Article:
Second, it is a matter of simple accounting and the economic definition of profit as a cost of production. Profit is defined as what is left over from total business receipts after all other costs--wages, rents, interest-- have been paid. Profit is always the residual item that makes total income equal to the dollar value of total output.

9

National income accounting

Economists use historical statically records on the performance of the national economy for testing their theories about how the economy really works. The most commonly presented statistic on the national economy is the Gross Domestic Product (GDP).

10

Gross Domestic Product (GDP)

The total market value of all final goods and services produced in an economy during that year. The value of a flow of production. A nation produces at a certain rate, just as you receive income at a certain rate. You have to specify a time period for all flows. All the measures of domestic products and income are specified as rates measured in dollars per year.

11

Gross Domestic Product (GDP)

The total market value of all final goods and services produced in a year by factors of production located within a nations borders.

12

Stress on final output

GDP does not count intermediate goods ( goods used up entirely in the production of final goods) because to do so would be to count them twice.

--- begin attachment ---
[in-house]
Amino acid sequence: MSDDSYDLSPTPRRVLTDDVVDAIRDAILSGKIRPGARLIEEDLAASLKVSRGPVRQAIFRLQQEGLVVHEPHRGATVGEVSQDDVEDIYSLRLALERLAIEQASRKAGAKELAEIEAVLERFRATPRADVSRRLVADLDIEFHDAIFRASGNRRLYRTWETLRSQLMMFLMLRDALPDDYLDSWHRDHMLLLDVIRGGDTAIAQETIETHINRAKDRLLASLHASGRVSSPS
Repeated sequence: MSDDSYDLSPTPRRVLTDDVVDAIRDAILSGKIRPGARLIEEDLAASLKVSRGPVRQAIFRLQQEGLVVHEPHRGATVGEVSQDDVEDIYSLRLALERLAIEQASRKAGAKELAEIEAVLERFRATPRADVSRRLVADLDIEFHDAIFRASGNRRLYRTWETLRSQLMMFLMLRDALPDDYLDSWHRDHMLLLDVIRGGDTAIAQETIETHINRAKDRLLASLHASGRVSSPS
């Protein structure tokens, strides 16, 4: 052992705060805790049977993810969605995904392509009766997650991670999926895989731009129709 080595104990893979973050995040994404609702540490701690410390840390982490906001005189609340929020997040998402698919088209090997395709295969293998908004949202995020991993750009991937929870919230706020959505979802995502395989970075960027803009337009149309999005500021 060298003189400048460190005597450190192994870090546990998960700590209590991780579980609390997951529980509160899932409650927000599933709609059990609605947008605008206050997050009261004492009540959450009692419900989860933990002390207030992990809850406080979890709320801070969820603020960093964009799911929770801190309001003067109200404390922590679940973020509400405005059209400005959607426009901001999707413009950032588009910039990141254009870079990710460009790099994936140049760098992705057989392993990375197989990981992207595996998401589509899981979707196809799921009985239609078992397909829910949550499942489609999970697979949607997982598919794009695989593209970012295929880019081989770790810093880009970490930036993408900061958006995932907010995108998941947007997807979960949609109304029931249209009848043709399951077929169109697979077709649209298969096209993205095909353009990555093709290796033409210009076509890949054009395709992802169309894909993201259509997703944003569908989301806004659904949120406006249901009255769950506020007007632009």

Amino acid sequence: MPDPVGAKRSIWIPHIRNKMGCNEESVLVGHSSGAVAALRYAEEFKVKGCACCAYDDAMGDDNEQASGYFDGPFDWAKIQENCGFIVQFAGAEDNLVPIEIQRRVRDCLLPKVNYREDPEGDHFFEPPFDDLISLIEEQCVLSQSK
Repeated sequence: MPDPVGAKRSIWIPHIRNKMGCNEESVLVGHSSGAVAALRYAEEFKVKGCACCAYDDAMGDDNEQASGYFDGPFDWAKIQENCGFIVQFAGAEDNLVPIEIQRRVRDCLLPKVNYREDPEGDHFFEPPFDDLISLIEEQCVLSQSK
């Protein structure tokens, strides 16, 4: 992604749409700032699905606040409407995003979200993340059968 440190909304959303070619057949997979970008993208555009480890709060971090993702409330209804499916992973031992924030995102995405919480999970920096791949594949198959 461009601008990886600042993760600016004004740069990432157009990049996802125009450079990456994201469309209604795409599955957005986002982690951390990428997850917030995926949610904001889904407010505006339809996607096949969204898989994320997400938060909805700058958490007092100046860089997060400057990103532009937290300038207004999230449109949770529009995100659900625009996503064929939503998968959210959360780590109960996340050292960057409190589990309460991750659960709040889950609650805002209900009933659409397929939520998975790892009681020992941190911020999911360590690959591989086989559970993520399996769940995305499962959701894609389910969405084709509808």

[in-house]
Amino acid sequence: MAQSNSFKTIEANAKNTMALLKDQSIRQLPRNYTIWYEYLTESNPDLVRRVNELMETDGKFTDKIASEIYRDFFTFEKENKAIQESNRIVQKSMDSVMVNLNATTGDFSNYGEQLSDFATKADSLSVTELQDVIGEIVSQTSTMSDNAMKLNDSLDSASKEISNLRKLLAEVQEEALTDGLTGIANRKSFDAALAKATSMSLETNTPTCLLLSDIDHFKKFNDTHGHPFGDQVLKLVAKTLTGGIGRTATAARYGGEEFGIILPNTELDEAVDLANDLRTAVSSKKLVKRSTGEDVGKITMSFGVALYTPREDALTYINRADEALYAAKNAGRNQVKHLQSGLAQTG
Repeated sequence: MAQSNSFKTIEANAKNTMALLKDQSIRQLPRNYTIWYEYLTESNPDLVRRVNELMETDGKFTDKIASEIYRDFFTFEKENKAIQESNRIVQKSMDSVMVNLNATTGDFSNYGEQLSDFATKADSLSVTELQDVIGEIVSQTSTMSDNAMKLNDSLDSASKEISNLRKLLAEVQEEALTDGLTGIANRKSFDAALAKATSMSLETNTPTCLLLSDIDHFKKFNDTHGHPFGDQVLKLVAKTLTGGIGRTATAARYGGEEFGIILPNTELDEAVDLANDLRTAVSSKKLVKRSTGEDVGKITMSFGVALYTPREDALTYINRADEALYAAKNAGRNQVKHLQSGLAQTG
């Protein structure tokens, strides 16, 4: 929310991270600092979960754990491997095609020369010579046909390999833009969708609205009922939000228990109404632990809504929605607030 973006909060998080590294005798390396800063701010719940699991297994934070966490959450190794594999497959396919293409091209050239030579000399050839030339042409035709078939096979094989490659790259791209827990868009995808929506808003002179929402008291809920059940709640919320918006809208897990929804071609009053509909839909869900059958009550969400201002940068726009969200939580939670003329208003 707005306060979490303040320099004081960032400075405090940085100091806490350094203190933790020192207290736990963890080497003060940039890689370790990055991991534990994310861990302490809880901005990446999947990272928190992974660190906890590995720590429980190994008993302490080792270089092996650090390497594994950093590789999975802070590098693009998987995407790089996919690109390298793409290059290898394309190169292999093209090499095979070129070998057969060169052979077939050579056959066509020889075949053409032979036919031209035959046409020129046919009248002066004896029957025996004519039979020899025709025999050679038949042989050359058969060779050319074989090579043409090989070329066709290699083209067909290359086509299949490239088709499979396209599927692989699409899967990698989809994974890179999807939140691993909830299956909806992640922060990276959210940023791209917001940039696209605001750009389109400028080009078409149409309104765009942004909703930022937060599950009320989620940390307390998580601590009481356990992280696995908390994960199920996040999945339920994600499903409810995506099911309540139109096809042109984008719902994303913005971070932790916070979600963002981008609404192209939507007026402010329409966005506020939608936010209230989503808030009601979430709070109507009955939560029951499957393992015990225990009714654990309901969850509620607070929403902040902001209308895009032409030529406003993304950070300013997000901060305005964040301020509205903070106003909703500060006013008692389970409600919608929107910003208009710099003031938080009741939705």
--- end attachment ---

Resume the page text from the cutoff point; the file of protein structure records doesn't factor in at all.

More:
Ex. Grain- the farmers final product but is not the final product for the nation. It is sold to make bread. Bread is the final product.
If each intermediate good was counted twice --once when it was produced and again when the good it was used to produce-- this double counting would greatly exaggerate the GDP.

13

Intermediate goods

Goods used up entirely in the production of final goods.

14

Value added

The dollar value of an industry's sales minus the value of intermediate goods ( for example, raw materials and parts) used in production.

15

Exclusion of financial transactions, transfer payments, and secondhand goods.

Remember that GDP is the measure of the dollar value of all final goods and services produced in on year. Many more transactions occur that have nothing to do with final goods and services produced. There are financial transactions, transfers of ownership of ore existing goods, and other transactions that should not (and do not) get included in our measure of GDP.